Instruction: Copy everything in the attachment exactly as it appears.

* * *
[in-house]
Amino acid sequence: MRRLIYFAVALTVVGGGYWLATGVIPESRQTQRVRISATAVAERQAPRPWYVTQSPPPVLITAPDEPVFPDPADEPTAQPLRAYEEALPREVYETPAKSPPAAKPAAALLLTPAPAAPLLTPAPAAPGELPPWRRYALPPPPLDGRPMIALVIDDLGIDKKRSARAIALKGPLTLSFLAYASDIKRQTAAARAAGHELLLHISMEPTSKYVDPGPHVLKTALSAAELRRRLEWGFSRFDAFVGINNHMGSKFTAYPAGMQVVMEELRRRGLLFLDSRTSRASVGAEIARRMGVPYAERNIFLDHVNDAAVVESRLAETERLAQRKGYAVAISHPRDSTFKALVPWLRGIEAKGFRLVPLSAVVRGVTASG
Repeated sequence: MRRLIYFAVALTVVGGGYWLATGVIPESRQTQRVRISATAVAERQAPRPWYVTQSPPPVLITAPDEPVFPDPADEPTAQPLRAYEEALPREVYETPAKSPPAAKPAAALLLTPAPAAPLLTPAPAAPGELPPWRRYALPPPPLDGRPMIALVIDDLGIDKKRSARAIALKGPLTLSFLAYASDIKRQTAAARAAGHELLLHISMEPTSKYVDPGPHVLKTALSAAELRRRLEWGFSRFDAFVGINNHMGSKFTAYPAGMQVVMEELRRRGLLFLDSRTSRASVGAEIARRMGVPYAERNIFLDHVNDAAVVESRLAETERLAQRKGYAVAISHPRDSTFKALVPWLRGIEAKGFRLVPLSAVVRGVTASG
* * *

[in-house]
Amino acid sequence: MRRLIYFAVALTVVGGGYWLATGVIPESRQTQRVRISATAVAERQAPRPWYVTQSPPPVLITAPDEPVFPDPADEPTAQPLRAYEEALPREVYETPAKSPPAAKPAAALLLTPAPAAPLLTPAPAAPGELPPWRRYALPPPPLDGRPMIALVIDDLGIDKKRSARAIALKGPLTLSFLAYASDIKRQTAAARAAGHELLLHISMEPTSKYVDPGPHVLKTALSAAELRRRLEWGFSRFDAFVGINNHMGSKFTAYPAGMQVVMEELRRRGLLFLDSRTSRASVGAEIARRMGVPYAERNIFLDHVNDAAVVESRLAETERLAQRKGYAVAISHPRDSTFKALVPWLRGIEAKGFRLVPLSAVVRGVTASG
Repeated sequence: MRRLIYFAVALTVVGGGYWLATGVIPESRQTQRVRISATAVAERQAPRPWYVTQSPPPVLITAPDEPVFPDPADEPTAQPLRAYEEALPREVYETPAKSPPAAKPAAALLLTPAPAAPLLTPAPAAPGELPPWRRYALPPPPLDGRPMIALVIDDLGIDKKRSARAIALKGPLTLSFLAYASDIKRQTAAARAAGHELLLHISMEPTSKYVDPGPHVLKTALSAAELRRRLEWGFSRFDAFVGINNHMGSKFTAYPAGMQVVMEELRRRGLLFLDSRTSRASVGAEIARRMGVPYAERNIFLDHVNDAAVVESRLAETERLAQRKGYAVAISHPRDSTFKALVPWLRGIEAKGFRLVPLSAVVRGVTASG